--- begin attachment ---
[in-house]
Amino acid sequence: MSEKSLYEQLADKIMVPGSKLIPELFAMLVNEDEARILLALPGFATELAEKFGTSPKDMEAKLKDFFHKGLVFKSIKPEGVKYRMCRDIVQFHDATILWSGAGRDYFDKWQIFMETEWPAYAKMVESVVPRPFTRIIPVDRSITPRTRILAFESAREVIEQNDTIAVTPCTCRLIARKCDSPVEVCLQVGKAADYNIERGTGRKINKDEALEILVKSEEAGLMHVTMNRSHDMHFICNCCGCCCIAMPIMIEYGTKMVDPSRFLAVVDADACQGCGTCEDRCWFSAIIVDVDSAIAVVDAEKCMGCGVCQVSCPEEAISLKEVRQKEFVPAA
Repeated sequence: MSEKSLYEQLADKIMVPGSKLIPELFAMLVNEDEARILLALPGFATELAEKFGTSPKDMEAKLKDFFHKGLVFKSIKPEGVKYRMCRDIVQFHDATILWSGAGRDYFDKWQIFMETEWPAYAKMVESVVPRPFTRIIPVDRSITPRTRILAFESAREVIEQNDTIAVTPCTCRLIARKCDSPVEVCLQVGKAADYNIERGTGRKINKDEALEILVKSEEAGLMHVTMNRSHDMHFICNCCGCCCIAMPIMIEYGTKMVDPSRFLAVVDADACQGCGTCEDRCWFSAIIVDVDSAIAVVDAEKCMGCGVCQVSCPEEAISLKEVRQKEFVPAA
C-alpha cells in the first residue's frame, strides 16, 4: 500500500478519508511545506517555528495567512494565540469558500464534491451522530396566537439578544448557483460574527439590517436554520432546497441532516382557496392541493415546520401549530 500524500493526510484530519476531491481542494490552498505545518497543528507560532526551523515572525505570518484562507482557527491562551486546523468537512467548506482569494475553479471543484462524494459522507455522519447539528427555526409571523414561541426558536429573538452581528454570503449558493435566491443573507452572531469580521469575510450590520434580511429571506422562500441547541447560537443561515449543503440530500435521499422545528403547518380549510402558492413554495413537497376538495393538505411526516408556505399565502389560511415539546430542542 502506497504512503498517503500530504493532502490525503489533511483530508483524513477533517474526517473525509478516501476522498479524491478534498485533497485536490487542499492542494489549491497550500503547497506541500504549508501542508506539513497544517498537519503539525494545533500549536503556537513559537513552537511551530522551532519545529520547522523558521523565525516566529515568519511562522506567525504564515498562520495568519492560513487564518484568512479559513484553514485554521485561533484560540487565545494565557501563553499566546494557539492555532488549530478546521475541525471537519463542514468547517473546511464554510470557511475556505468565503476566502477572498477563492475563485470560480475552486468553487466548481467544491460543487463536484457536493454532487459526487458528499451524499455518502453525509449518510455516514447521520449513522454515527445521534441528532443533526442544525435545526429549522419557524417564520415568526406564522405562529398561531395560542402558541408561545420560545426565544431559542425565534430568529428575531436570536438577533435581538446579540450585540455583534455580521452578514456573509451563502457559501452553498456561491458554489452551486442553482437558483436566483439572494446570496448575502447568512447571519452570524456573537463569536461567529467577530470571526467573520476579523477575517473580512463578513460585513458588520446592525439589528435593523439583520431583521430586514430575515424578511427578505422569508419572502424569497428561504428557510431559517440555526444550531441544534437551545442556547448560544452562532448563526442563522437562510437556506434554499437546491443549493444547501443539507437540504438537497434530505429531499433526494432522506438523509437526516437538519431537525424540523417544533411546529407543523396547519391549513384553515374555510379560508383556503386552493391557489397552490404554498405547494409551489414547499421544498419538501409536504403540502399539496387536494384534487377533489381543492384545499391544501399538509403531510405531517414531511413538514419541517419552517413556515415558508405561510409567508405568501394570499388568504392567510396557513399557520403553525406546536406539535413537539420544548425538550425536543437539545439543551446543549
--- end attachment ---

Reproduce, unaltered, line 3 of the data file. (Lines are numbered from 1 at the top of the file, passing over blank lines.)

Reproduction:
Repeated sequence: MSEKSLYEQLADKIMVPGSKLIPELFAMLVNEDEARILLALPGFATELAEKFGTSPKDMEAKLKDFFHKGLVFKSIKPEGVKYRMCRDIVQFHDATILWSGAGRDYFDKWQIFMETEWPAYAKMVESVVPRPFTRIIPVDRSITPRTRILAFESAREVIEQNDTIAVTPCTCRLIARKCDSPVEVCLQVGKAADYNIERGTGRKINKDEALEILVKSEEAGLMHVTMNRSHDMHFICNCCGCCCIAMPIMIEYGTKMVDPSRFLAVVDADACQGCGTCEDRCWFSAIIVDVDSAIAVVDAEKCMGCGVCQVSCPEEAISLKEVRQKEFVPAA